The DuoMid and the BushBuddy are right up on the top of my list too. I'm also sticking with the DuoMid over the TrailStar, for much the same reasons. I'd add my LT4s to the list too.

Joe Newton said...

Martin - the DuoMid is not the shelter I would pick if what I mostly wanted to do was park it on exposed hill tops every weekend (typical of many UK style adventures). There are far more suitable shelters for that task. But I also believe the DuoMid is more than capable of handling a bit of 'weather' and this has been substantiated in all the reports of people taking these types of shelters on some incredible journeys. I also haven't heard reports of dozens of blown-out DuoMids which I would expect if this shelter really wasn't up to the task for which is was designed. When I'm disproved by being left wet, cold and shelter-less on a stormy night here in Norway I'll be the first to say "Right, time to order a Trailstar!" ;-)

Joe Newton said...

Mark - the Trailstar v DuoMid debate could be the new Laser v Akto! Thankfully there is plenty of choice out there for all of us and the fact that MLD produces two such highly regarded shelter is a credit to them! Hendrik proved last winter that it's perfectly ok to use ultralight open ended tarps in winter in the Finish forests but I wouldn't use one in the winter on Norwegian mountains. Horses for courses, we just have to pick the shelters that suit our particular application.

The LT4s are fantastic for '3-season' backpacking but have their limitations. I wouldn't snowshoe with them and they can be problematic to travel with.

Mark Roberts said...

Yep. My hand instinctively reaches for the DuoMid over the SpinnTwin in winter, mainly because I like to shut out the chill a little. I'd use the SpinnTwinn in the forests, but in Lapland or northern Minnesota I like the extra protection of the 'Mid.

It's true, maybe the LT4s are not best suited for winter.

Martin Rye said...

Comparing the Trailstar and DuoMid is pointless as they are very different. I did pitch in open glen and high fell. So the DuoMid was pushed to its limit for me. I got a Trailstar for my single skin shelter as I felt it better suited the conditions I backpack in. If the DuoMid suits use it. Kit selection depends on where and what you expect the conditions to be. So if I was going to camp in a lot of forest with shelter I would happily use a tarp or DuoMid but in the open moors and like I want wind resistants the most and hence Scarp and Trailstar. But carried in the rather good Gorilla pack. Now that is the kit of the year with me.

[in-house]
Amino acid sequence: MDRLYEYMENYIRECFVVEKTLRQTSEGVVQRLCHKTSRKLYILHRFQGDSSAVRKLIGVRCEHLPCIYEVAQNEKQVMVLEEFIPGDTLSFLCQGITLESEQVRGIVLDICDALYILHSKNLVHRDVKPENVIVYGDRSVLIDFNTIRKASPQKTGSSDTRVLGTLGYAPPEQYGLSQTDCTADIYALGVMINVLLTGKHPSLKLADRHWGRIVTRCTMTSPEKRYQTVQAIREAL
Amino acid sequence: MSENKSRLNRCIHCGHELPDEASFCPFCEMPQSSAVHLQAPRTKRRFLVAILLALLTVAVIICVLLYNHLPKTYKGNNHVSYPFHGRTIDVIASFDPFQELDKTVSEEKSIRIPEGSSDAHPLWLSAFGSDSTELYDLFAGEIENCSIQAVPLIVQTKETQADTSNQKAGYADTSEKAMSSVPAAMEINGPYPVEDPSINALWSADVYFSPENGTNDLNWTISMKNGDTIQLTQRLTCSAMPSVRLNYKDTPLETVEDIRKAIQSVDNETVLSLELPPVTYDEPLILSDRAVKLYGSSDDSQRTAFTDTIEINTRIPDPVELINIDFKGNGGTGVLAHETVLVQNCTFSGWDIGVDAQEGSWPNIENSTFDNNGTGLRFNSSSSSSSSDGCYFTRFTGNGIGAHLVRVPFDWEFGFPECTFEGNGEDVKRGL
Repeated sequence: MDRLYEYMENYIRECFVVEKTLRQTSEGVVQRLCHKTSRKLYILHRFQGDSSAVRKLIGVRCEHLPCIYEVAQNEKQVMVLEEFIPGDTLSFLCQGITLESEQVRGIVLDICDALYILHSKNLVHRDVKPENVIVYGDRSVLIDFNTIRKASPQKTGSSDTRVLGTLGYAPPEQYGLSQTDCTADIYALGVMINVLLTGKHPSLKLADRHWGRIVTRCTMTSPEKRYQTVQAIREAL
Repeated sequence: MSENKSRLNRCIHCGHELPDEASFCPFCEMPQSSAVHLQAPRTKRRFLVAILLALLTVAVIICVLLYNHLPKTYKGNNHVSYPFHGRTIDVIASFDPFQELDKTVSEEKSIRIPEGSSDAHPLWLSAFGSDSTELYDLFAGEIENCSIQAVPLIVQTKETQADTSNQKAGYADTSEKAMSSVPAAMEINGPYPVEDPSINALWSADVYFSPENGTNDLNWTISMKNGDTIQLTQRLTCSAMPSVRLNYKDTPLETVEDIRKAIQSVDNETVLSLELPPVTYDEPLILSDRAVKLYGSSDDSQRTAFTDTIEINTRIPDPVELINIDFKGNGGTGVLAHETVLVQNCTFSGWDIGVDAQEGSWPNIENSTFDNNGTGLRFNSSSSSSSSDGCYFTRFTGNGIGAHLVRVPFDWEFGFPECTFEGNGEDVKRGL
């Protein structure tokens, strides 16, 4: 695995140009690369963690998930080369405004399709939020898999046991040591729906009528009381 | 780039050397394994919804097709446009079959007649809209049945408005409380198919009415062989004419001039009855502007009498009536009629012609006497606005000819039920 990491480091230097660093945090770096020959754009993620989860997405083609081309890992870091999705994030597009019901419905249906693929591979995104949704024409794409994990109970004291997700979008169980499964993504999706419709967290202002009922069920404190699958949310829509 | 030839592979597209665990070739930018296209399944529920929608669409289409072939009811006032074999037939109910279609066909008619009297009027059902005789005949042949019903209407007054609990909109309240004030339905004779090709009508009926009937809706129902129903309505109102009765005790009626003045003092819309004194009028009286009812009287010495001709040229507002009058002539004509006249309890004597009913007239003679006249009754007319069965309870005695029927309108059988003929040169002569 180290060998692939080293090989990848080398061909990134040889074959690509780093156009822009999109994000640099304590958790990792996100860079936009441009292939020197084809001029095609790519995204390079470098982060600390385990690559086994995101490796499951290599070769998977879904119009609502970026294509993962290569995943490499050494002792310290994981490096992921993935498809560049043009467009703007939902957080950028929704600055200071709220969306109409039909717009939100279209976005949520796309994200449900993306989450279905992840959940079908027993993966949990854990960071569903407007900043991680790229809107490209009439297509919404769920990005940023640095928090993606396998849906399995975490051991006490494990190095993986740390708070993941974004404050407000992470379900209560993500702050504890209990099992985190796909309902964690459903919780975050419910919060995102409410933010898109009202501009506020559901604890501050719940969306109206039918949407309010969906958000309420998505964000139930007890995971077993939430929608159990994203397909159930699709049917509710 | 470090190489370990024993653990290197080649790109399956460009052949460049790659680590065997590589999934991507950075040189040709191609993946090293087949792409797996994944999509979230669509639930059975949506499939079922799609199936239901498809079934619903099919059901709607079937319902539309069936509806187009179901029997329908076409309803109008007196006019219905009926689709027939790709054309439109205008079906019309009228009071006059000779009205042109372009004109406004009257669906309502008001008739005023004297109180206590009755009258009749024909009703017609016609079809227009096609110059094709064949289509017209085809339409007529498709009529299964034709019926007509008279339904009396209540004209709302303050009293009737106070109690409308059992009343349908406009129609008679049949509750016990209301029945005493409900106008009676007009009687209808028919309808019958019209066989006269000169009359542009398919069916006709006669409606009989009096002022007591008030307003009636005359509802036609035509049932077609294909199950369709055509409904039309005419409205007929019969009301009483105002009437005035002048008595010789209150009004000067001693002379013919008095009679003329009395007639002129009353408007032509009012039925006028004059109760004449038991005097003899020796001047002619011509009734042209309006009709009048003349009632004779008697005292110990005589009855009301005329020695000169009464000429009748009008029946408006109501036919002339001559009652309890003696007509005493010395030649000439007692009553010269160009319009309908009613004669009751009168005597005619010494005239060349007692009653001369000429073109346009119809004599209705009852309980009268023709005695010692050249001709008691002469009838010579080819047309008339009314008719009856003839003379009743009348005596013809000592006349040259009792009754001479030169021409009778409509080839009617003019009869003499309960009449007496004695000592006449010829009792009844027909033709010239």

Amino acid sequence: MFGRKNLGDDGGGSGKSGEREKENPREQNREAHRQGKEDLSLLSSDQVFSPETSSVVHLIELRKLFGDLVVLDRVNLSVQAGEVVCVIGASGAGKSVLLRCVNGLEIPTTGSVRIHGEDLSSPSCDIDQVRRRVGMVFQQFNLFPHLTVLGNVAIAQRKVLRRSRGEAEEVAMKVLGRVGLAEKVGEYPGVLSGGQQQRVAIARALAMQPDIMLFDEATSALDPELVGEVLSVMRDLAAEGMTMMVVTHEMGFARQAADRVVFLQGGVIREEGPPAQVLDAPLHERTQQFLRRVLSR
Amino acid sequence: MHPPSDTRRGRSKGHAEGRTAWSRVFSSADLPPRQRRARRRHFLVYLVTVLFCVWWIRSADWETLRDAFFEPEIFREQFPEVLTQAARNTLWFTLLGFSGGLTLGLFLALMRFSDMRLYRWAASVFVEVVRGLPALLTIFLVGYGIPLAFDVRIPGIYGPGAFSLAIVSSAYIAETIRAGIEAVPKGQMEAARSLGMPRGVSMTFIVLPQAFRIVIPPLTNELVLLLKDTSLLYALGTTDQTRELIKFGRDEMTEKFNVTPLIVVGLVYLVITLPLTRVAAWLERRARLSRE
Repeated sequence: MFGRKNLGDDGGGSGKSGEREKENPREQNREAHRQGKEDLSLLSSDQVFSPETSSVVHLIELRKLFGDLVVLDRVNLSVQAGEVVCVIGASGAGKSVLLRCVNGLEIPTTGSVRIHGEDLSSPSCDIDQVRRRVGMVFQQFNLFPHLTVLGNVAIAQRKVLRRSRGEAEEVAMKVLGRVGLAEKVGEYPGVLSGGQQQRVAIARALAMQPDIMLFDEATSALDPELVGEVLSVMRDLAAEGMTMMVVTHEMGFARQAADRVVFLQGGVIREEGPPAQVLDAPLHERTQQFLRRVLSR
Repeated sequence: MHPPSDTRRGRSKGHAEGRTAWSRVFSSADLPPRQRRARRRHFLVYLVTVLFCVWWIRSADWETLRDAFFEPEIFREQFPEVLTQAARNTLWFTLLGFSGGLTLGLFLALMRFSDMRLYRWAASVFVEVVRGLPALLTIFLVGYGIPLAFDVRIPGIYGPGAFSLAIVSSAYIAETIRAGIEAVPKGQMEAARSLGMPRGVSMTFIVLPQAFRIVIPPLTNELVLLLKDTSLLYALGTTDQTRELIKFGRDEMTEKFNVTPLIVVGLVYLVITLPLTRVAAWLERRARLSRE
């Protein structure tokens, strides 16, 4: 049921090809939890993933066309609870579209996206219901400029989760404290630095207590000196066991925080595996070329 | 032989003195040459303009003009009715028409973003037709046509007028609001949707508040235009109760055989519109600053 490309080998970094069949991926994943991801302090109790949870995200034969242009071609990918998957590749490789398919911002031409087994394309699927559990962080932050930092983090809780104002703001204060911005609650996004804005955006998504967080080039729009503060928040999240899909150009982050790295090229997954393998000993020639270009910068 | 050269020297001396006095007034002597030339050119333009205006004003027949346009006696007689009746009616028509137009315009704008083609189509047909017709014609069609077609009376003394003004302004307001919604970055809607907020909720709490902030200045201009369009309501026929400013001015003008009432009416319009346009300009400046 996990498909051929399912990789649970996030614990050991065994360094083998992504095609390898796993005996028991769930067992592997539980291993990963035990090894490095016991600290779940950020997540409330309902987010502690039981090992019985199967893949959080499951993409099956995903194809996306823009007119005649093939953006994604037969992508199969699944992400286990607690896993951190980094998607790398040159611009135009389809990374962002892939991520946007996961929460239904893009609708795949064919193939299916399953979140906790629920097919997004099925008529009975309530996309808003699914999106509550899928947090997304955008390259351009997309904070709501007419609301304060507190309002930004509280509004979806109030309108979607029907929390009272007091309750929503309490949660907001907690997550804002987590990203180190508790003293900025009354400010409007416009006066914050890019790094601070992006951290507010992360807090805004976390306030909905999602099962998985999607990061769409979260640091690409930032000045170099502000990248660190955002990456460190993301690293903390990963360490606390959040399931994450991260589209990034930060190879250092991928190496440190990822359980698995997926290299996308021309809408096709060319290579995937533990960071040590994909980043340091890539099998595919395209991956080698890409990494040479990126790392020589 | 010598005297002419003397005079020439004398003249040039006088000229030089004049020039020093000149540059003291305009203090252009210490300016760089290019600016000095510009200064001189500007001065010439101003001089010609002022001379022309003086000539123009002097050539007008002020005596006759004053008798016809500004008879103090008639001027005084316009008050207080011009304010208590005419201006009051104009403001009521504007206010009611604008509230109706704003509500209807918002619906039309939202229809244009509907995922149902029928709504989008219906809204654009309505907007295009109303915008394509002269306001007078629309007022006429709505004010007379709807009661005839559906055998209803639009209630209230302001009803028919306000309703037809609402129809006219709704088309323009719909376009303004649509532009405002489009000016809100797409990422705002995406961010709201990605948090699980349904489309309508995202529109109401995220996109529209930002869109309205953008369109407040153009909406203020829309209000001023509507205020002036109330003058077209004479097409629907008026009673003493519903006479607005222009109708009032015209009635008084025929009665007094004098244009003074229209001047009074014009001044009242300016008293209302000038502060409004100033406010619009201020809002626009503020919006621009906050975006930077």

samh said...

It also provided us with a less quantifiable benefit - a focal point and task, tending a fire, that taps deep into basic human instincts.

Well put.

Hendrik Morkel said...

I know the Trailstar is everyone's 'on trend' shelter in the latter half of 2010...

Nicely put, Joe.

Bushbuddy for the win =)

Thomas W. Gauperaa said...

Nice gear and I love the first picture:).

I have to check out that Hagløfs pant, and I'll probably be bold and ask to borrow your yellow duomid sometime next year, and in return lending you my shiny, new trailstar? ;). I'm thinking it's a 50-50 chance between you answering "yes!" and "over my dead body".

Mac E said...

I can't comment on the Duomid, Trailstar or Bush Buddy but I can certainly agree with you regarding the Starbucks Via sachets, I found them myself a while back and very nice they are :-)


Anonymous said...

Can't believe you went through all that great kit but didn't give a shout-out to the hip flask of Jameson I think I can see peeping out at me from the Gorilla :)

Philip Werner said...

I like the Duomid a lot too, but if I'm hiking in forest, I prefer a flat tarp, like my MLD Grace Duo in Cuben (9.6 oz with extra long guylines). Sweet between two trees on a bed on pine needles.

Other kit I like a lot these days: the Montbell Tachyon Windshirt. 2.6 oz in an XL. Superlight with an excellent hood.

Plus the Gorilla, of course.